Thinking of keeping it “healthy”? Now, that’s just mean. My husband is right, afterall. What kids (and middle-aged adult males) really want for Easter (unless they’re diabetic) is candy, candy, and more candy. And maybe some little toys. . . but after the candy. Wait. Before you wag your essential oils and kale lovin’ finger, just hear my husband out. Kids will be kids. This is one time a year. It’s celebrating the most awesome guy to ever walk on the earth!
But, alas, I understand your pain. We don’t need candy around the house for weeks. That’s a teacher’s post-Halloween, post-Easter nightmare; kids hopped up on cheap dye and high fructose corn syrup. I’m shuddering just thinking about it. So, I’m on your side. *wink* Just keep reading and trust me.
You see, after teaching middle school for 16 years during the week, and preschool on the weekends at church, and having my own children, I’ve learned something. This is how kids think: Bigger is Better. Don’t believe me? Bring a box of multi-sized cupcakes to a second-grade classroom and ask any kid which one they want. No surprise, they all want the biggest one. (This is one way to start a war, by the way.) The same principle applies to liking an Easter Basket.
It’s all psychology, my friend. That means that all you need to do is MAKE the candy and goodies in the basket look big, and fill in the bottom with Easter grass (or shredded newspaper- don’t kill me nature lovers 😊) and other stuff that they sort of need anyway, like underwear, a box of crackers, an orange, socks, hair ties, a new bible, and an educational activity book. Next layer up, you could add a squishy (yes, it’s a thing right now), a mini lego set, a big bouncy ball, a glowy-flashy thingy, a stuffed animal, etc. . . . and they’ll keep busy and happy. And lastly, on top, put the candy peeps, jelly beans, and whatever other kind of candy you want (to steal later) on top. Oh, and don’t bother with a solid chocolate bunny when the hollow one looks bigger and the kids really don’t need that much chocolate anyway! It’s basically an immediate gratification pyramid scheme.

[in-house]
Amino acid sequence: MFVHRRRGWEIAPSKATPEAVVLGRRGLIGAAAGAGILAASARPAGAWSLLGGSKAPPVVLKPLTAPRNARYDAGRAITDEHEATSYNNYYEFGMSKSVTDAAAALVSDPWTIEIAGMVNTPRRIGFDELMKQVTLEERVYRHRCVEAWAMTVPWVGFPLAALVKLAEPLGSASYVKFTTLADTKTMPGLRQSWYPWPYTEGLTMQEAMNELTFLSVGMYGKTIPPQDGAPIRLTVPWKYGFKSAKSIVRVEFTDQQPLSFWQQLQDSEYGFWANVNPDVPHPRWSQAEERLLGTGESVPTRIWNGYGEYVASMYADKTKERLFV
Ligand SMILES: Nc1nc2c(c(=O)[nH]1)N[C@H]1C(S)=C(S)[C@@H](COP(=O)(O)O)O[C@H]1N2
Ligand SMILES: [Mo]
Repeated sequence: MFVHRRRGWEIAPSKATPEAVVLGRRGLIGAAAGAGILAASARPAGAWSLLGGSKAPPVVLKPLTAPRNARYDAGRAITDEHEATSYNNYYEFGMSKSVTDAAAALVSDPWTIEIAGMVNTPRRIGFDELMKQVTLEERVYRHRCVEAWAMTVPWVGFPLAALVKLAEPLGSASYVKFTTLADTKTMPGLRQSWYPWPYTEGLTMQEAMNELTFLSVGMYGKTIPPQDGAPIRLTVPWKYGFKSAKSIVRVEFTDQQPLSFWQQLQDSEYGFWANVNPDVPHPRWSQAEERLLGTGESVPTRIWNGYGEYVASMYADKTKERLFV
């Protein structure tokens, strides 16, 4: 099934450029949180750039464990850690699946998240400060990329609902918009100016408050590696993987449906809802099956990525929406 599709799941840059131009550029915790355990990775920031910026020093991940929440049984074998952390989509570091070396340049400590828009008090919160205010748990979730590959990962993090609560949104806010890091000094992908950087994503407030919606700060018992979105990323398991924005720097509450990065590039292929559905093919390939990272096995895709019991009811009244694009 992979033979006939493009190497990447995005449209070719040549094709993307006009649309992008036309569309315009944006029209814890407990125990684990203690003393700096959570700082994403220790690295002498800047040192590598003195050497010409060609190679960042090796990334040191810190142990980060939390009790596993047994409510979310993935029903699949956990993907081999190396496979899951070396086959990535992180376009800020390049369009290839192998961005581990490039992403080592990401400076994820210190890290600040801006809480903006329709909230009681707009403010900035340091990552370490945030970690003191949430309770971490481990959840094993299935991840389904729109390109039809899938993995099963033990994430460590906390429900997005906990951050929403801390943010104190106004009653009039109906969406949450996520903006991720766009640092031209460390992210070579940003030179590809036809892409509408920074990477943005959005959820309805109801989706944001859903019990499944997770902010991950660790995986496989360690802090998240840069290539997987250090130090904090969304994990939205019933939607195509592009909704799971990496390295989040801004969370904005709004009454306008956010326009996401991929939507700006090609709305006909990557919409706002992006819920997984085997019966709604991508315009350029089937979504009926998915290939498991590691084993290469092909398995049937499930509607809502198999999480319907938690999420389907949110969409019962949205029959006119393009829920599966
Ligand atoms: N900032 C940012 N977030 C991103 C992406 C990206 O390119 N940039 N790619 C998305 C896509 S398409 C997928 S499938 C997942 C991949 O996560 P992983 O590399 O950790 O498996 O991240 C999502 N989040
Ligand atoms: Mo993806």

Have fun, and may the grace of the Lord Jesus Christ, the love of God, and the fellowship of the Holy Spirit be with you all this Easter. And as my brother always says – good luck out there.
Tatiana is lives with her husband of 15 years and her two adolescent boys and is the amazing sister of a mysterious and notorious Dad Blogger of Canada. She works as an English as a Second Language teacher in Sunny South Florida and in her spare time dabbles in adolescent dystopian fiction. During the summer she serves as an international missionary.